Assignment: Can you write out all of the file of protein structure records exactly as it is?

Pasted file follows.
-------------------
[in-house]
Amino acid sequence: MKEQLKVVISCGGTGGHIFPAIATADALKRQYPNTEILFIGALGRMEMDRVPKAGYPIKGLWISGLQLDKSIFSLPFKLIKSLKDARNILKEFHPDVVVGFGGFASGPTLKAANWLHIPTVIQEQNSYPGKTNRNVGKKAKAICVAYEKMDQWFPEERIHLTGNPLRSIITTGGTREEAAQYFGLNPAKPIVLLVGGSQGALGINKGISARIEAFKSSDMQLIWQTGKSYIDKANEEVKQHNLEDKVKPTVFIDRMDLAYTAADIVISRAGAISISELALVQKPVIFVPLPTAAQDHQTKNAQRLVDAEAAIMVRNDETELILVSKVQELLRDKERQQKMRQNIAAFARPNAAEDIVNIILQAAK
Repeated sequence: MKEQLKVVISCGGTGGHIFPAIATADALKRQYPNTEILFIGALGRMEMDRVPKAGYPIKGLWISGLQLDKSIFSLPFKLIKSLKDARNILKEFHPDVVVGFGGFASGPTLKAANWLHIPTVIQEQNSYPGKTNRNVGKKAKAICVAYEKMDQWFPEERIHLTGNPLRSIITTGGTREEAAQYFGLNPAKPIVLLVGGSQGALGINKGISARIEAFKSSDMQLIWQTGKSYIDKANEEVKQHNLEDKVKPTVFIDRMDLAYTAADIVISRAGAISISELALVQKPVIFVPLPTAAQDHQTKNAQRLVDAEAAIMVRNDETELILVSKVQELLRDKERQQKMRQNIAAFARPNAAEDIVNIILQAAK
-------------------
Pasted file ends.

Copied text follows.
[in-house]
Amino acid sequence: MKEQLKVVISCGGTGGHIFPAIATADALKRQYPNTEILFIGALGRMEMDRVPKAGYPIKGLWISGLQLDKSIFSLPFKLIKSLKDARNILKEFHPDVVVGFGGFASGPTLKAANWLHIPTVIQEQNSYPGKTNRNVGKKAKAICVAYEKMDQWFPEERIHLTGNPLRSIITTGGTREEAAQYFGLNPAKPIVLLVGGSQGALGINKGISARIEAFKSSDMQLIWQTGKSYIDKANEEVKQHNLEDKVKPTVFIDRMDLAYTAADIVISRAGAISISELALVQKPVIFVPLPTAAQDHQTKNAQRLVDAEAAIMVRNDETELILVSKVQELLRDKERQQKMRQNIAAFARPNAAEDIVNIILQAAK
Repeated sequence: MKEQLKVVISCGGTGGHIFPAIATADALKRQYPNTEILFIGALGRMEMDRVPKAGYPIKGLWISGLQLDKSIFSLPFKLIKSLKDARNILKEFHPDVVVGFGGFASGPTLKAANWLHIPTVIQEQNSYPGKTNRNVGKKAKAICVAYEKMDQWFPEERIHLTGNPLRSIITTGGTREEAAQYFGLNPAKPIVLLVGGSQGALGINKGISARIEAFKSSDMQLIWQTGKSYIDKANEEVKQHNLEDKVKPTVFIDRMDLAYTAADIVISRAGAISISELALVQKPVIFVPLPTAAQDHQTKNAQRLVDAEAAIMVRNDETELILVSKVQELLRDKERQQKMRQNIAAFARPNAAEDIVNIILQAAK